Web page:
Father is a powerful word and Fathers' Day can be a powerful focal point. Fathers' Day can be a time for joyous celebration of the great men in your life who taught you how to be a man, a husband, a father. Or it can be a bitter reminder of the power of masculinity poorly and even abusively applied. Or it can be both. Depending on the kind of man your father was makes Fathers' Day a joy or a trial.
I have often pondered with my clients (and with myself) the scriptural injunction to "Honor thy father and thy mother." Unfortunately, many people's father's choices and behaviors were heinous and destructive and so very far from honorable. How does one "honor" such a father then? The answer that makes the most sense to me and the one that brings me a sense of both freedom and peace is the simplest: Whether your father was honorable or dishonorable you honor them by simply doing better than they did.
Yes, giving fathers due respect and acknowledgment is wonderful, of course. And certainly learning from them and carrying on the good that they have taught is wise. However, what every parent wants most for their children (to the point of wanting it so bad for them it aches) is simply for them to do better than they did; to have what they didn't have; to be wiser, smarter, more capable; to simply be happy.
So to honor my fathers (my biological father, my step-father, my many grand- and great grandfathers, and certainly my Heavenly Father) I try to learn from their wisdom and from their folly. I try to do better than they did or than they knew. The simplest way, and most profound way I have found to do this is to invest my heart, mind and soul into loving my children's mother and honor her with words, commitment, friendship and service. Doing so has provided for my children a secure home they need and thrive in. Further, by loving my children, my treasures, through continuing to develop my patience, my ability to be fully present with them, and making sure they know without a doubt that their dad is absolutely crazy about them then I am able to not only honor my fathers but also honor myself as a father by teaching my children, through example, how to do it well. From that example, I trust that my dear ones will improve upon my abilities in their own unique ways for their own children.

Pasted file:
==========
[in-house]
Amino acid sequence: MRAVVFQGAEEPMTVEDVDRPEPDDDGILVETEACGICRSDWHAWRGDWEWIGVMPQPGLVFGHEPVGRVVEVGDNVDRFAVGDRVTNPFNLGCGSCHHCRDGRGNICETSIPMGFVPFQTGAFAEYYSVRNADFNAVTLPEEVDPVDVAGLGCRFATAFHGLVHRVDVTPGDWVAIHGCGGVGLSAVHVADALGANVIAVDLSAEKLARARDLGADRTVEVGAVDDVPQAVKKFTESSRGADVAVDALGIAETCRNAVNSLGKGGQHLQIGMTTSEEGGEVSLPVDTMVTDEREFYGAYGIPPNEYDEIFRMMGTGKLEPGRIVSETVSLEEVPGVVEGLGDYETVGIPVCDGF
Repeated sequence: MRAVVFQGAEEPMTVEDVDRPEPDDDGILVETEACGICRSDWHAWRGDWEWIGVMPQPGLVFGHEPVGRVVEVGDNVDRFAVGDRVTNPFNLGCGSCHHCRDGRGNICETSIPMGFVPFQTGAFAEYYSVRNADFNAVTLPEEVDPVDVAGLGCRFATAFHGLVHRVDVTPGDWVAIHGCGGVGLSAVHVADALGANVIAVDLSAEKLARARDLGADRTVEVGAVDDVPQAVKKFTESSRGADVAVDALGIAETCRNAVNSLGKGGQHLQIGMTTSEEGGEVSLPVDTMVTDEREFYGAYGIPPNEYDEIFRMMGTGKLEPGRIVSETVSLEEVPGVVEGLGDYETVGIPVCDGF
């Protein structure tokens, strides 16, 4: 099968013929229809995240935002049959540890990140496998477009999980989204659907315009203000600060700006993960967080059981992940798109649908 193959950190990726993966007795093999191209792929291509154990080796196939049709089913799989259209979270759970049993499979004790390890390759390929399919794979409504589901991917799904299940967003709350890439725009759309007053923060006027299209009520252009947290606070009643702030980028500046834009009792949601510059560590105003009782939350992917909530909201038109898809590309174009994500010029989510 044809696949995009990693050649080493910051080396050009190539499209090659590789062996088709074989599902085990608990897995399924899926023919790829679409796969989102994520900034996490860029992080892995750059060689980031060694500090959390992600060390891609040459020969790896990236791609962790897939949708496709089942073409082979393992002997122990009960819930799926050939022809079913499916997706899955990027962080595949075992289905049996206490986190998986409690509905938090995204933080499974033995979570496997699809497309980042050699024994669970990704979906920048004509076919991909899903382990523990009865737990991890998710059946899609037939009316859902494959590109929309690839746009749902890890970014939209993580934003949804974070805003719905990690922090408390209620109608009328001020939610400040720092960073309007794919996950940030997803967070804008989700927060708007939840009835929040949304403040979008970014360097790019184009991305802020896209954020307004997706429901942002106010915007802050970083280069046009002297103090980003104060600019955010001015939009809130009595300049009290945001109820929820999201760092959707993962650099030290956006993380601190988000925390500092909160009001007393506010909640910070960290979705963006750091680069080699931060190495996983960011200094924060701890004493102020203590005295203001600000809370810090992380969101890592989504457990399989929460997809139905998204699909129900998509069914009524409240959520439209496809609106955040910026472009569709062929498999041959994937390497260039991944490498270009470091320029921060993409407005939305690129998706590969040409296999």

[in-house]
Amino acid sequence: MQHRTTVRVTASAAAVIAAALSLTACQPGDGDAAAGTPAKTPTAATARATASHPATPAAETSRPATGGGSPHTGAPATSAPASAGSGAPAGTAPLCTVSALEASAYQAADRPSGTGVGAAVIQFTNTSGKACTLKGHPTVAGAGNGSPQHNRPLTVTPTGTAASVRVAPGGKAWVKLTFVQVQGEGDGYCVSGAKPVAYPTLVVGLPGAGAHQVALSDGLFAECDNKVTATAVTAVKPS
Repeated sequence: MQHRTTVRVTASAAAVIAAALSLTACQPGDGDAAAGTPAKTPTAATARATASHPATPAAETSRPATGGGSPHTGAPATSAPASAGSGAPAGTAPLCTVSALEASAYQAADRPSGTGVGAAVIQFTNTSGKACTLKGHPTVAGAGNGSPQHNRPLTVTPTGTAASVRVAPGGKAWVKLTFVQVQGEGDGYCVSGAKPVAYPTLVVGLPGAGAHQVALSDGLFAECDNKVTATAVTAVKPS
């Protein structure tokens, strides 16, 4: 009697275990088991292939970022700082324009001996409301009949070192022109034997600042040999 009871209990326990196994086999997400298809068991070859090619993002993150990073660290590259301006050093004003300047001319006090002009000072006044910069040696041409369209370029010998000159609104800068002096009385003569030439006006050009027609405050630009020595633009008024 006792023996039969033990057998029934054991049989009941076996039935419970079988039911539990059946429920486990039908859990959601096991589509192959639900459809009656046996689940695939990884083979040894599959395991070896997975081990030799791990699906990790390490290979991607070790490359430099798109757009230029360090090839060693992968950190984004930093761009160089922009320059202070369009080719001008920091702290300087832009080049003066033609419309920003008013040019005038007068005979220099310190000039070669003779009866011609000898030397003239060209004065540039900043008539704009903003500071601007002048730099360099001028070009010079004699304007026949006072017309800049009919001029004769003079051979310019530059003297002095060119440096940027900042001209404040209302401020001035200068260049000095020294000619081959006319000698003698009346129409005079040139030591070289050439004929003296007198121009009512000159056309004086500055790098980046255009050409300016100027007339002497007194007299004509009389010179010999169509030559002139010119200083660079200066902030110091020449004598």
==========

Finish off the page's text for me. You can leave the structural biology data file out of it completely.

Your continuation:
So, reflecting on Fathers' Day I wish to express: A simple "thank you" to my fathers; My deepest gratitude to my children for teaching me how to father them, and; My love forever to my wife for making me a father by giving me the four greatest joys of my life.
And to the unknown sleeping dad and son pictured above I just wish to say, "Keep up the good work. It looks like you're off to a great start."
I'm giving a presentation called "Husband Training 101" in my old Michigan stompin' grounds next week for my step-mom's Women's Conference. Some people have recoiled against the choice of word "training" as they think it sounds demeaning somehow--like training a dog (what's demeaning about training a dog? Okay, I know, I get it--the problem is that I'm supposedly comparing husbands to dogs. Am I? No, I are one! Husband, not dog, that is...). My point is that good training in ANY aspect of life tends towards mucho better results (sports, work, school, and yes, marriage, family, parenting AND even husbands).
But, what do you think? Add a comment below.
My reasoning is simply based on the very definition of training (bolds and CAPS added by me...):
train•ing |ˈtrāni ng | noun
theACTION of TEACHING a person or animal a particular SKILL or type of BEHAVIOR: in-service training for staff. • the ACTION of undertaking a COURSE of EXERCISE and diet (i.e., DISCIPLINE) in PREPARATION for a sporting EVENT (i.e., marriage or family life): you'll have to go into strict training.
Phrases: IN (or out of) TRAINING undergoing (or no longer undergoing) physical (or RELATIONSHIP) training for a sporting event. • physically (or RELATIONALLY) FIT (or unfit) as a RESULT of the AMOUNT of training one has UNDERTAKEN.
Yeah, heaven forbid we get trained in our roles as husbands to be well-prepared and skilled. Heaven forbid wives learn effective and respectful training methods to teach particular skills or preferred types of behaviors. Instead, let's continue to argue, fight, and bicker and/or continue to stonewall, shut down and ignore each other all of which is much less demeaning than "training."
Come see me! If you're in Kalamazoo, MI on March 8th or 9th come check out my FREE (yea!) presentations: "Stress and Anxiety: Mastering Strong Emotions"; "Husband Training 101"; and "Building Strong Families with 'ACCCTS'". Go to My Speaking Cal for more details. Do it!